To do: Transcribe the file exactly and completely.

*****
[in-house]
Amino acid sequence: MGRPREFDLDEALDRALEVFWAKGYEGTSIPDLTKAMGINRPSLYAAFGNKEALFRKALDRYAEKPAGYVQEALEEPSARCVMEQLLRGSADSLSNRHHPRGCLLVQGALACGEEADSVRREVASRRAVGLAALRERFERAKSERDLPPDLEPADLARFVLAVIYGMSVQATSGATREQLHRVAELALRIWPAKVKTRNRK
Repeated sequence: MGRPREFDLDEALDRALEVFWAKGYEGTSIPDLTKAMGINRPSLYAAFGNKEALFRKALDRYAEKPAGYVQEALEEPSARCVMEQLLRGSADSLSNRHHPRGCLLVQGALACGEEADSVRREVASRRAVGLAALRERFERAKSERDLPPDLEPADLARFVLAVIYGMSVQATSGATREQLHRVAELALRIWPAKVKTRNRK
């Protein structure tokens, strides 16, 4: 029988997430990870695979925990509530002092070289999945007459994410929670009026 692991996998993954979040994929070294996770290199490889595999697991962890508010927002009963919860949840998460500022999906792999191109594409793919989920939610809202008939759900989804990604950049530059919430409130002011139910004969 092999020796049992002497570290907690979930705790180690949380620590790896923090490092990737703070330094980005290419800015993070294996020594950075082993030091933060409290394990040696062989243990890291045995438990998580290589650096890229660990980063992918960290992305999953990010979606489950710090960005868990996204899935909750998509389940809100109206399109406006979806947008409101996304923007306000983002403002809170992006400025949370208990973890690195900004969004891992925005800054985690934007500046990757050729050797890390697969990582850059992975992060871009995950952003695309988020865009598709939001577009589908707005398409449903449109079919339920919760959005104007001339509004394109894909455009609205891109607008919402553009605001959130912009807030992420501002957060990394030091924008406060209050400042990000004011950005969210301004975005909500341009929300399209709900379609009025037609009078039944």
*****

[in-house]
Amino acid sequence: MGRPREFDLDEALDRALEVFWAKGYEGTSIPDLTKAMGINRPSLYAAFGNKEALFRKALDRYAEKPAGYVQEALEEPSARCVMEQLLRGSADSLSNRHHPRGCLLVQGALACGEEADSVRREVASRRAVGLAALRERFERAKSERDLPPDLEPADLARFVLAVIYGMSVQATSGATREQLHRVAELALRIWPAKVKTRNRK
Repeated sequence: MGRPREFDLDEALDRALEVFWAKGYEGTSIPDLTKAMGINRPSLYAAFGNKEALFRKALDRYAEKPAGYVQEALEEPSARCVMEQLLRGSADSLSNRHHPRGCLLVQGALACGEEADSVRREVASRRAVGLAALRERFERAKSERDLPPDLEPADLARFVLAVIYGMSVQATSGATREQLHRVAELALRIWPAKVKTRNRK
């Protein structure tokens, strides 16, 4: 029988997430990870695979925990509530002092070289999945007459994410929670009026 692991996998993954979040994929070294996770290199490889595999697991962890508010927002009963919860949840998460500022999906792999191109594409793919989920939610809202008939759900989804990604950049530059919430409130002011139910004969 092999020796049992002497570290907690979930705790180690949380620590790896923090490092990737703070330094980005290419800015993070294996020594950075082993030091933060409290394990040696062989243990890291045995438990998580290589650096890229660990980063992918960290992305999953990010979606489950710090960005868990996204899935909750998509389940809100109206399109406006979806947008409101996304923007306000983002403002809170992006400025949370208990973890690195900004969004891992925005800054985690934007500046990757050729050797890390697969990582850059992975992060871009995950952003695309988020865009598709939001577009589908707005398409449903449109079919339920919760959005104007001339509004394109894909455009609205891109607008919402553009605001959130912009807030992420501002957060990394030091924008406060209050400042990000004011950005969210301004975005909500341009929300399209709900379609009025037609009078039944």